The question that seems to be on everyone’s mind – should we rebuild New Orleans or not? Interestingly, there has been quite some debate going on as the city resurfaces from the sickening flood. The city may be uninhabitable for at least six months and the people that have left may not return. It is thus important to ask, what parts of New Orleans should we preserve. It is a city along with San Francisco that is home to "the greatest collection of 18th-, 19th- and early-20th-century residential architecture in the United States…You’re talking about miles and miles of historic properties.", says Reed Kroloff, Dean of School of Architecture, Tulane University.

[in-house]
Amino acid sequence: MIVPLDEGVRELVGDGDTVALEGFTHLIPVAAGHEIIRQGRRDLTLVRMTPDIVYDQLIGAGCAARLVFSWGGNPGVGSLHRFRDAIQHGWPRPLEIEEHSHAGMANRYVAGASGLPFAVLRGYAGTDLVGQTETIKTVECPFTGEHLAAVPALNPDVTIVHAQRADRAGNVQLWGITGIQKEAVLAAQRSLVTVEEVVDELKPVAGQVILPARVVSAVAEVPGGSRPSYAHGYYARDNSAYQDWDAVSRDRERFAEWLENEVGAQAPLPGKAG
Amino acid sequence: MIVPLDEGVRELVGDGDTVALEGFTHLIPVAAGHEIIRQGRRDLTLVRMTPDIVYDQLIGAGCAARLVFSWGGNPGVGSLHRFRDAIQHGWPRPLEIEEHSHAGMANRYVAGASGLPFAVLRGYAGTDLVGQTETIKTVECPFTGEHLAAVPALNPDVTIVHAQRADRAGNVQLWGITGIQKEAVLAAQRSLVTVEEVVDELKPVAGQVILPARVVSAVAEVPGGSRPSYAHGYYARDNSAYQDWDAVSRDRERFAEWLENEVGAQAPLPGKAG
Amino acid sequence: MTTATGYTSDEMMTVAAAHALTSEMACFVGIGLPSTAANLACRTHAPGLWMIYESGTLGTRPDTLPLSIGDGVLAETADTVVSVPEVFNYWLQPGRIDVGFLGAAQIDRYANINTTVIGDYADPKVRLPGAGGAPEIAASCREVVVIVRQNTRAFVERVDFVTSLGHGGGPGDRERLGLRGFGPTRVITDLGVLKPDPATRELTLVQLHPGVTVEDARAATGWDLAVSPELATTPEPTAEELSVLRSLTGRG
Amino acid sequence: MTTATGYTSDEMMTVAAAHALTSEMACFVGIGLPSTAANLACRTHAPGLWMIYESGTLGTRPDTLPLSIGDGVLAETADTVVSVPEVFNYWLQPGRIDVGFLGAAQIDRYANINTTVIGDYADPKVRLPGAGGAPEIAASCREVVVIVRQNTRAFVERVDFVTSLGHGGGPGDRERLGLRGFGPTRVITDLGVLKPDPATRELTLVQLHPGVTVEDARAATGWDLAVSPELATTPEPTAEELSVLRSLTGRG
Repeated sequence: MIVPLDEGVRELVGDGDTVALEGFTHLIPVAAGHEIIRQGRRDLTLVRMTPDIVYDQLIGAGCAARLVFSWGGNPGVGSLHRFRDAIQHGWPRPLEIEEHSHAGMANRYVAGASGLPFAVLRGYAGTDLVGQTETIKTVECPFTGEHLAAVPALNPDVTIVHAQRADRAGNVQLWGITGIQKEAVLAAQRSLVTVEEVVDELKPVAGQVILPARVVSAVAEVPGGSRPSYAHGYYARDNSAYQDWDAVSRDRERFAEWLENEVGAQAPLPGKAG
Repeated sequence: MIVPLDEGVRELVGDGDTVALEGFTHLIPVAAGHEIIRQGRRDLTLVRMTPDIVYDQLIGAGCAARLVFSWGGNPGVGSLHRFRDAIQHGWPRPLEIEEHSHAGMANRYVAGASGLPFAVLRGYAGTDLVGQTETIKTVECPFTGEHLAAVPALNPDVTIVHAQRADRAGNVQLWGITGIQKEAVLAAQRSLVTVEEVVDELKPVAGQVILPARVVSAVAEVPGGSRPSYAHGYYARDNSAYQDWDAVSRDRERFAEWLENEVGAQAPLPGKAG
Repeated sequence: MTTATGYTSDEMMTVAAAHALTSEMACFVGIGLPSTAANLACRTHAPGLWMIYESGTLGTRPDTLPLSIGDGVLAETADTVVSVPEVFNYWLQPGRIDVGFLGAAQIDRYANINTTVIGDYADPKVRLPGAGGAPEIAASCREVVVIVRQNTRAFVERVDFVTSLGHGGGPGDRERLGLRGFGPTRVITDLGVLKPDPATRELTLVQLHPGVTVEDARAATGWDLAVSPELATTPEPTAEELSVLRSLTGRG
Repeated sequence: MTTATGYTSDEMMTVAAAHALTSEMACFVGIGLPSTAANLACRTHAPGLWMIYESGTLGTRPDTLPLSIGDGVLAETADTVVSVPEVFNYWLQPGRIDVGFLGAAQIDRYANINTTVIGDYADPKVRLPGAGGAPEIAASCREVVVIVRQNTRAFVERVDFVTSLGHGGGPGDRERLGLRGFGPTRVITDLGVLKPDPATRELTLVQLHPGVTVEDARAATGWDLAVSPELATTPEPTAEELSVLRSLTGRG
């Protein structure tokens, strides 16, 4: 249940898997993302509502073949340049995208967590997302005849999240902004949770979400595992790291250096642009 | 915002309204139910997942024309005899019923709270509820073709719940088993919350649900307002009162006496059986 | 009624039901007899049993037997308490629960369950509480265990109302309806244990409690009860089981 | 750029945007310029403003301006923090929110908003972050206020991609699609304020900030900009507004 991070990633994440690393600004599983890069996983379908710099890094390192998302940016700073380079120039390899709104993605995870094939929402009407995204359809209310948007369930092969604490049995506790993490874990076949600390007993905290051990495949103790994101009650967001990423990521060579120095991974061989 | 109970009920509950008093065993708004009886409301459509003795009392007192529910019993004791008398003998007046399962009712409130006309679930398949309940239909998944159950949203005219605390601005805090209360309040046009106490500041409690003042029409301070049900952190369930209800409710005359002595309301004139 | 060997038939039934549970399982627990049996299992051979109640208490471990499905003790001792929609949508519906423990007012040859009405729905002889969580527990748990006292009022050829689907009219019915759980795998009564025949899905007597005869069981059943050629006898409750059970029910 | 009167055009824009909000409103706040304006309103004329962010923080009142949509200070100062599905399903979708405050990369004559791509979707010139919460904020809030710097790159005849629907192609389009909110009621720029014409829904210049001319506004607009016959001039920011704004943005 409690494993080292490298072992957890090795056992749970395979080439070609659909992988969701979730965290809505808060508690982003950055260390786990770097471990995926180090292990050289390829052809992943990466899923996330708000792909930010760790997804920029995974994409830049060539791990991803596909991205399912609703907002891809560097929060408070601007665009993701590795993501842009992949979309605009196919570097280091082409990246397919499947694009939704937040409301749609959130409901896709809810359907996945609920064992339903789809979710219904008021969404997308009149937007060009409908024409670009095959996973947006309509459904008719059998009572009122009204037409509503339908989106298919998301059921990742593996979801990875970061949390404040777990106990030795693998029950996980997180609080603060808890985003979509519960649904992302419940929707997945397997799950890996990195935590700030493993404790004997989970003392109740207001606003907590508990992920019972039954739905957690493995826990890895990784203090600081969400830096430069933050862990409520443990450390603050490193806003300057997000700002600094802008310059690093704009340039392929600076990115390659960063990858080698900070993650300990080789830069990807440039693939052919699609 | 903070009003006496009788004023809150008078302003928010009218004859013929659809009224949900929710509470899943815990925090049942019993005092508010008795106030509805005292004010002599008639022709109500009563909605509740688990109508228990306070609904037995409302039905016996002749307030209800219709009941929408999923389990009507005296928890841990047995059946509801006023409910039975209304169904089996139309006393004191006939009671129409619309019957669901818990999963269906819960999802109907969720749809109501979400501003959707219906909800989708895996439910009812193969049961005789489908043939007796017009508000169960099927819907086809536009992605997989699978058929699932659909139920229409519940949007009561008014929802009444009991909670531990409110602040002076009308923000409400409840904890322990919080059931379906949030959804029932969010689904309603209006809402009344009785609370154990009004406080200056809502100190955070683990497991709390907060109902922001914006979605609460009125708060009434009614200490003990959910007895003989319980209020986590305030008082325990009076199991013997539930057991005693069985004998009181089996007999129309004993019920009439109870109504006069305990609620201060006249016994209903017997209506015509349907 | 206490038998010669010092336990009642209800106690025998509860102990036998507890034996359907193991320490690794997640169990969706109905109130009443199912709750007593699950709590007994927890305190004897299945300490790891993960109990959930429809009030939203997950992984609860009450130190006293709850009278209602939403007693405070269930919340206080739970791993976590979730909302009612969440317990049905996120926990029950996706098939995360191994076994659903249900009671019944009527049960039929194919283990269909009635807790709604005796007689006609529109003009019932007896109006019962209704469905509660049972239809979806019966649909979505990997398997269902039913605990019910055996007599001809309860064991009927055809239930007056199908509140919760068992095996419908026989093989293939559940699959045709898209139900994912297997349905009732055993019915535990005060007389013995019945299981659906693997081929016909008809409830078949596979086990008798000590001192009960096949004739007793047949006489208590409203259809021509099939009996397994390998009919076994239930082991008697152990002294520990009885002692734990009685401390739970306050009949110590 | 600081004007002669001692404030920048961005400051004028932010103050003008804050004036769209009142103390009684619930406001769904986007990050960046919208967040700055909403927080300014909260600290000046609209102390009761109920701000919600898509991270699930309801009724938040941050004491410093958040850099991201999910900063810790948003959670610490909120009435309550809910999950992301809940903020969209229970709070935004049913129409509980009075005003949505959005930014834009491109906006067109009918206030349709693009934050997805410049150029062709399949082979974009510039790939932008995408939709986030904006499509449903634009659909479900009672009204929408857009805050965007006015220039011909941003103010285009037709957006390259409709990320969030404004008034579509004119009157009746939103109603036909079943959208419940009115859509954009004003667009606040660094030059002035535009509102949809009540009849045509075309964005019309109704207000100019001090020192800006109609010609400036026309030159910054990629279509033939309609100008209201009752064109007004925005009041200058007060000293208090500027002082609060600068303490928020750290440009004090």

On the other hand, there are some people who do not favor forced preservation of a city built on the edge (literally). "Any city that only tries to preserve itself is already dead, the great tragedy would be to embalm New Orleans by simply rebuilding it the way it was", says Mark Wigley, dean of Columbia University’s Graduate School of Architecture, Planning and Preservation [source: NY Times]. Others fear that it may just end up like Disneyland in its attempt to preserve the architecture. But one thing is sure, the larger swath of New Orleans where tourists don’t go might not be revived at all. As mentioned earlier, I was in New Orleans a month before the hurricane made landfall. The pictures I took do show to some extent the unique architecture that begs to be preserved. On a good note, I recently learnt that the French Quarter (the part I visited and photographed) was largely untouched and may be habitable soon.